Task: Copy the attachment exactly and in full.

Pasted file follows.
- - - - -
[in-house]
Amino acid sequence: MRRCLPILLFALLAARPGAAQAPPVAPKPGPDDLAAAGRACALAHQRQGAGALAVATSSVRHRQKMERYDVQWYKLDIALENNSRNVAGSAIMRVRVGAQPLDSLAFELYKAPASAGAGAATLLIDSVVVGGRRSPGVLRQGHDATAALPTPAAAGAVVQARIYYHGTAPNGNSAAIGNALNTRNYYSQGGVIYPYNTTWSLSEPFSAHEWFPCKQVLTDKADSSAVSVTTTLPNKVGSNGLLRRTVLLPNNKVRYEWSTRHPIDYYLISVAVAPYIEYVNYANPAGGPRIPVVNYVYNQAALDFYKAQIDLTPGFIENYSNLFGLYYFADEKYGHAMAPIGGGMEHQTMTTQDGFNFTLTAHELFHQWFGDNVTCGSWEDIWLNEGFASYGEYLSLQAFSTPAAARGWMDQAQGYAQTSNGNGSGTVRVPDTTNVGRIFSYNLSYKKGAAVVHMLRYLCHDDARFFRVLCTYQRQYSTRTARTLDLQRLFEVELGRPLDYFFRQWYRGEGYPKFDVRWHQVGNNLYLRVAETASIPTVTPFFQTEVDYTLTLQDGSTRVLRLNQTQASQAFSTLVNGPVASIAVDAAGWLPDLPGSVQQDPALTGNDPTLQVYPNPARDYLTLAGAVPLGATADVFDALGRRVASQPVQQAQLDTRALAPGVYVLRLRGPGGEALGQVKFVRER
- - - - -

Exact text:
[in-house]
Amino acid sequence: MRRCLPILLFALLAARPGAAQAPPVAPKPGPDDLAAAGRACALAHQRQGAGALAVATSSVRHRQKMERYDVQWYKLDIALENNSRNVAGSAIMRVRVGAQPLDSLAFELYKAPASAGAGAATLLIDSVVVGGRRSPGVLRQGHDATAALPTPAAAGAVVQARIYYHGTAPNGNSAAIGNALNTRNYYSQGGVIYPYNTTWSLSEPFSAHEWFPCKQVLTDKADSSAVSVTTTLPNKVGSNGLLRRTVLLPNNKVRYEWSTRHPIDYYLISVAVAPYIEYVNYANPAGGPRIPVVNYVYNQAALDFYKAQIDLTPGFIENYSNLFGLYYFADEKYGHAMAPIGGGMEHQTMTTQDGFNFTLTAHELFHQWFGDNVTCGSWEDIWLNEGFASYGEYLSLQAFSTPAAARGWMDQAQGYAQTSNGNGSGTVRVPDTTNVGRIFSYNLSYKKGAAVVHMLRYLCHDDARFFRVLCTYQRQYSTRTARTLDLQRLFEVELGRPLDYFFRQWYRGEGYPKFDVRWHQVGNNLYLRVAETASIPTVTPFFQTEVDYTLTLQDGSTRVLRLNQTQASQAFSTLVNGPVASIAVDAAGWLPDLPGSVQQDPALTGNDPTLQVYPNPARDYLTLAGAVPLGATADVFDALGRRVASQPVQQAQLDTRALAPGVYVLRLRGPGGEALGQVKFVRER